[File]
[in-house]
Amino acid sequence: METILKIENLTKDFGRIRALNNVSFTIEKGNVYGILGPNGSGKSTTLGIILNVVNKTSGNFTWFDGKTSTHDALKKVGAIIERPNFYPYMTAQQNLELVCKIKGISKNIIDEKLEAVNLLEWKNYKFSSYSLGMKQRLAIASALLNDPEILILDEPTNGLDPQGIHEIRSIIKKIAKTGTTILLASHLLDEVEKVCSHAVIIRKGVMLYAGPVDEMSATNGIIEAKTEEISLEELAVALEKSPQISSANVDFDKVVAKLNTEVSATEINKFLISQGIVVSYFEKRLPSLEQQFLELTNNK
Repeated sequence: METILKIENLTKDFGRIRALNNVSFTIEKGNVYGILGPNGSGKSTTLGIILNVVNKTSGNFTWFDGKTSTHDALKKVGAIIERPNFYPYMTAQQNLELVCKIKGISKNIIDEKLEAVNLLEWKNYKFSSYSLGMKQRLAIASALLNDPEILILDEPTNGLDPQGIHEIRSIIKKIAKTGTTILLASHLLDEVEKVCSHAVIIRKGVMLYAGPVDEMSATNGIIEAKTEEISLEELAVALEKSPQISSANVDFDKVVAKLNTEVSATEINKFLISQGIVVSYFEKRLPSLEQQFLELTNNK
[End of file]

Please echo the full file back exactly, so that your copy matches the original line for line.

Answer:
[in-house]
Amino acid sequence: METILKIENLTKDFGRIRALNNVSFTIEKGNVYGILGPNGSGKSTTLGIILNVVNKTSGNFTWFDGKTSTHDALKKVGAIIERPNFYPYMTAQQNLELVCKIKGISKNIIDEKLEAVNLLEWKNYKFSSYSLGMKQRLAIASALLNDPEILILDEPTNGLDPQGIHEIRSIIKKIAKTGTTILLASHLLDEVEKVCSHAVIIRKGVMLYAGPVDEMSATNGIIEAKTEEISLEELAVALEKSPQISSANVDFDKVVAKLNTEVSATEINKFLISQGIVVSYFEKRLPSLEQQFLELTNNK
Repeated sequence: METILKIENLTKDFGRIRALNNVSFTIEKGNVYGILGPNGSGKSTTLGIILNVVNKTSGNFTWFDGKTSTHDALKKVGAIIERPNFYPYMTAQQNLELVCKIKGISKNIIDEKLEAVNLLEWKNYKFSSYSLGMKQRLAIASALLNDPEILILDEPTNGLDPQGIHEIRSIIKKIAKTGTTILLASHLLDEVEKVCSHAVIIRKGVMLYAGPVDEMSATNGIIEAKTEEISLEELAVALEKSPQISSANVDFDKVVAKLNTEVSATEINKFLISQGIVVSYFEKRLPSLEQQFLELTNNK